The Frightful Forest Haven Asylum

The Frightful Forest Haven Asylum

Lily Bazis, Staff Writer

Imagine walking down the halls of a hospital and all you see are depressed, sick, and hopeless faces staring back at you. This is exactly what the Forest Haven Mental Institution consisted of when it was operational.  

A website called Sometimes Interesting, which uncovers and investigates abandoned places, claims that the facility was originally named District Training School for the Mentally Retarded when it first opened in 1925. It included 22 beautiful buildings spread over 250 acres in a forested area of Laurel, Maryland.

The facility was later renamed “Forest Haven” in order to provoke a peaceful setting for the patients living there. Many of the buildings were referred to as “cottages” and most were given names such as Dogwood, Elm, Hawthorne, Hemlock, Holly, Magnolia, Maple, Oak, Pine, Poplar, and Spruce.

The property also featured a theater, gym, several basketball courts, a baseball field, a cafeteria, and a recreation center. While Forest Haven looked nice and welcoming from the outside, the inside held horrors and nightmares that most people would not believe. The facility contained dental examination rooms, doctors offices, and x-ray rooms, but it also held rooms for electroshock, hydrotherapy, and post-dosage observation.

Many of the patients who lived at Forest Haven had some sort of mental illness, according to Atlas Obscura, a website dedicated to bringing Urbex, or urban exploration, into the light. Some of the disorders included anxiety and panic disorders, bipolar disorder, or schizophrenia. But it was the other types of patients who lived there which made Forest Haven so horrible. By the 1960’s political attitudes towards mental  institutions had changed for the worse.  As a result of these new attitudes, hundreds of people with treatable learning disabilities were lazily categorized as “retards”and sent to Forest Haven, reports  Sometimes Interesting, a site that takes a closer look at captivating forgotten places. Some of the worst cases featured those patients who were not mentally retarded at all. The deaf, dyslexic, illiterate, epileptic, and non-native speakers were just some of the those misunderstood by society or just too much for their families to handle.

An instance of this happened in 1974, when a nearby orphanage closed, and twenty orphans were relocated to Forest Haven. Rather than finding another orphanage for them to reside at, the children were re-classified from “orphan” to “retarded” reports The DCist.

Sometimes Interesting also found that money was a major reason why Forest Haven had a terrible reputation. One case revealed that Forest Haven was spending only $18 per day per patient, while the national average cost per patient per day at the time was just over $30. This lower budget resulted in a lower quality of care to district patients, hurting them instead of helping them.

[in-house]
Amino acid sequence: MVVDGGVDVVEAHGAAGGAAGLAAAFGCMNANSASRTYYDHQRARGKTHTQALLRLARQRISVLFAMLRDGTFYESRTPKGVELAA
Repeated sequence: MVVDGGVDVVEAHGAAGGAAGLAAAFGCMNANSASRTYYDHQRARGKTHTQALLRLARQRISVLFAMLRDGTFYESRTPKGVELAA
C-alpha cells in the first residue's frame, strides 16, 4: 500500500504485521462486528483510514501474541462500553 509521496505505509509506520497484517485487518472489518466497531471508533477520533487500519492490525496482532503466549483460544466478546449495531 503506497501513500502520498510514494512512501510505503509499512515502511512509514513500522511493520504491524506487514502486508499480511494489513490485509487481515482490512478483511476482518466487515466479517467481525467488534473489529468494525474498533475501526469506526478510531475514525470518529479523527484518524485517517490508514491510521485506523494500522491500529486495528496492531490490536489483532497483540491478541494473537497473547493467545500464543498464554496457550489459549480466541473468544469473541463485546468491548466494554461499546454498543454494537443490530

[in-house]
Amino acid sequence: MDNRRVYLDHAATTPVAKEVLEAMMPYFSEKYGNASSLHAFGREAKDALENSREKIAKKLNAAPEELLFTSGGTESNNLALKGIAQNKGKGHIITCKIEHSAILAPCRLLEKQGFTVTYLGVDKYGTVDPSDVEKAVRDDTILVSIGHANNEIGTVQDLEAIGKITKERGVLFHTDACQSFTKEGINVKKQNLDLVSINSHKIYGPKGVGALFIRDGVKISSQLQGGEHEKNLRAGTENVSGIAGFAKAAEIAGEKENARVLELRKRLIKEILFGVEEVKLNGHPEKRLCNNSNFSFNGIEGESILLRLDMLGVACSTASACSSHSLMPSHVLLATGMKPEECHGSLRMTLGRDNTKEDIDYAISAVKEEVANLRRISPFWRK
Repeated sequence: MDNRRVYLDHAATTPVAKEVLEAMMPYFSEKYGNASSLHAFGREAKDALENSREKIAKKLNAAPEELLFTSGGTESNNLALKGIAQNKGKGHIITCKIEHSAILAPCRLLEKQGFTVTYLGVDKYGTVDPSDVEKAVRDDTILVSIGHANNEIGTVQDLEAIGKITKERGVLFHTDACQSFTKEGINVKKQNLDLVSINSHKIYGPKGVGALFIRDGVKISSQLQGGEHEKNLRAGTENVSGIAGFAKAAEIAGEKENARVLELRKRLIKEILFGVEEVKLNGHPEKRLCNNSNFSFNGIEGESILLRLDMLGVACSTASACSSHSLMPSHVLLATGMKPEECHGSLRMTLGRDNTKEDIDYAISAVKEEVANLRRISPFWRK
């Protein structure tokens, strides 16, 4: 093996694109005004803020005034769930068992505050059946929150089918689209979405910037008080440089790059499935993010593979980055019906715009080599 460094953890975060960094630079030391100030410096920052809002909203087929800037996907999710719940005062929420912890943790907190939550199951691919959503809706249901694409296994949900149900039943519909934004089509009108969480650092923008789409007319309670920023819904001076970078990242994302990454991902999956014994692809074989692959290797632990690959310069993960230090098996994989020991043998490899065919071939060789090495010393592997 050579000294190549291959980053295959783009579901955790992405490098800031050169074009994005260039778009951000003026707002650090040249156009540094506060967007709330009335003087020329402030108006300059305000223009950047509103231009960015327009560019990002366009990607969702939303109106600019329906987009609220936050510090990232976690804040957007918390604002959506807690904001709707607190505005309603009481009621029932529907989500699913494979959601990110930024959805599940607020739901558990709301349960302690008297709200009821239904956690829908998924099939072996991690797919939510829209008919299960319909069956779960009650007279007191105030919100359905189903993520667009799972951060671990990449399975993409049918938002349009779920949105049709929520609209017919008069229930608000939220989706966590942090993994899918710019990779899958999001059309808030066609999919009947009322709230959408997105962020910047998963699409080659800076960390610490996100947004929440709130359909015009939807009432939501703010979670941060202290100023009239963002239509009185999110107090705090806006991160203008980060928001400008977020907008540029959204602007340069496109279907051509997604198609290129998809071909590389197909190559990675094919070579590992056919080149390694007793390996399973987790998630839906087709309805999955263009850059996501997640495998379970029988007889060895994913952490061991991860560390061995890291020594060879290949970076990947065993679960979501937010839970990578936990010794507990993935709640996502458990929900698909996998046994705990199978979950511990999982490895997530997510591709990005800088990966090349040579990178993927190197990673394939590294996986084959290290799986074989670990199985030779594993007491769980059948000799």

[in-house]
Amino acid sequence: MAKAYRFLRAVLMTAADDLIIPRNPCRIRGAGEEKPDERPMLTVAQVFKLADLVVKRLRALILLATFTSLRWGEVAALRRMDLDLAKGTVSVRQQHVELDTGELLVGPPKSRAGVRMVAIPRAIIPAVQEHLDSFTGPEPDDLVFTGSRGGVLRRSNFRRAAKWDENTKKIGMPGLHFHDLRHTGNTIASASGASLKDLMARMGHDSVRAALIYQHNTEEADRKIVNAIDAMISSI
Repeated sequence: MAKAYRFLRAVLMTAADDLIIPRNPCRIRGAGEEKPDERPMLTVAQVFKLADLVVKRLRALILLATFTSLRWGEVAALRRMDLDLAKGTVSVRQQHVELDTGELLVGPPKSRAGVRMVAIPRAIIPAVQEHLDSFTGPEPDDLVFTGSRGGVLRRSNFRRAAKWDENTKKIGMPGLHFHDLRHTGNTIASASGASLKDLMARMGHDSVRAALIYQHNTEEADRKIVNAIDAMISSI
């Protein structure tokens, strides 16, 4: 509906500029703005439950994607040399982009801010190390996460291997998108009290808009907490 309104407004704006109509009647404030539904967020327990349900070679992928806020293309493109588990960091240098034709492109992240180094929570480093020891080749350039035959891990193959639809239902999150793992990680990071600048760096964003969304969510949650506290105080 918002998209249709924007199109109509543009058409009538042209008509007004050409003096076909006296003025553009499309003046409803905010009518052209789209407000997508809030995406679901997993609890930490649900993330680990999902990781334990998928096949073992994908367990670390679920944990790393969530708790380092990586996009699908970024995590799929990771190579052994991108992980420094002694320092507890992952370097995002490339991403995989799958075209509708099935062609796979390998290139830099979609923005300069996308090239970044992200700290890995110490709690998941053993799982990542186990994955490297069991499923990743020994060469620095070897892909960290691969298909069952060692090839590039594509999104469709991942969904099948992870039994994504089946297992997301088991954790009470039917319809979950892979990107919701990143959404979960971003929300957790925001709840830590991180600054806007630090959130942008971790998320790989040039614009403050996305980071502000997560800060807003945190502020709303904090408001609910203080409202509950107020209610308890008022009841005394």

Looking even further into the issue, Sometimes Interesting found that Forest Haven director R. Rimsky Atkinson said at least 50 of the asylum’s school-age children who had lesser learning disabilities could have lived at home, but did not because city schools lacked adequate educational programs for them.

While many people realized the atrocities that took place at Forest Haven, still nothing was done about them. The DCist writes that when former D.C. mayor Vincent Gray visited Forest Haven as a psychology student in the late 1960s, he called his experience “horrifying” and “the most dehumanizing thing I had ever seen.”

Some of these horrifying things included electroshock therapy, lobotomies, over-crowdedness, and aspiration pneumonia, which is an infection of the lungs caused by patients often being fed laying down. Court orders were filed by the Department of Health demanding that Forest Haven improves its conditions, but they were never enforced.

“Workers here – because of frustration and lack of help – tend to abuse residents,” the asylum’s director told The Washington Post in the mid-seventies. “Of all of our residents, I’d add, some 400 don’t belong here. In many incidents, the facility is contributing to the handicap of retardation.”

Over 387 deaths occurred at Forest Haven, which means it had a residential death rate of twelve percent, and that is using only the reported figures.

This horrifyingly high death rate continued even into the nineties, with ten deaths occurring between 1990 and 1991. While this period was not the most deadly one in the institution’s history, it was the highest death rate, considering the institution had just 252 residents at the time.

Funerals at Forest Haven were uncommon, mostly because these people were already forgotten by society. The institution buried its dead, usually without ceremony, in a field next to the main administration building. The graves were unmarked because high cost prevented them from receiving proper headstones.

The horrendous Forest Haven survived until the very end. Yet in its last three years, the death toll continued to climb, with dozens of residents dying of aspiration pneumonia and other terrible sicknesses.

In late September 1991, the last fifteen residents of Forest Haven were moved out, and the institution officially closed on October 14th. It had served the District for almost 66 years.

Today, the Forest Haven Asylum sits abandoned in Laurel, Maryland, just off route 198. It is regularly patrolled by a team of security guards, hoping to keep out the homeless and vandals. Sadly, this has not worked to its full potential, as the buildings have rapidly deteriorated since its closure. The District made attempts to clean up the facility, but old medical equipment, medical documents, and harmful asbestos can still be found there, reminding us of its haunting past. While the walls of Forest Haven will someday crumble away, the nightmares and horrors that were experienced there will forever remain.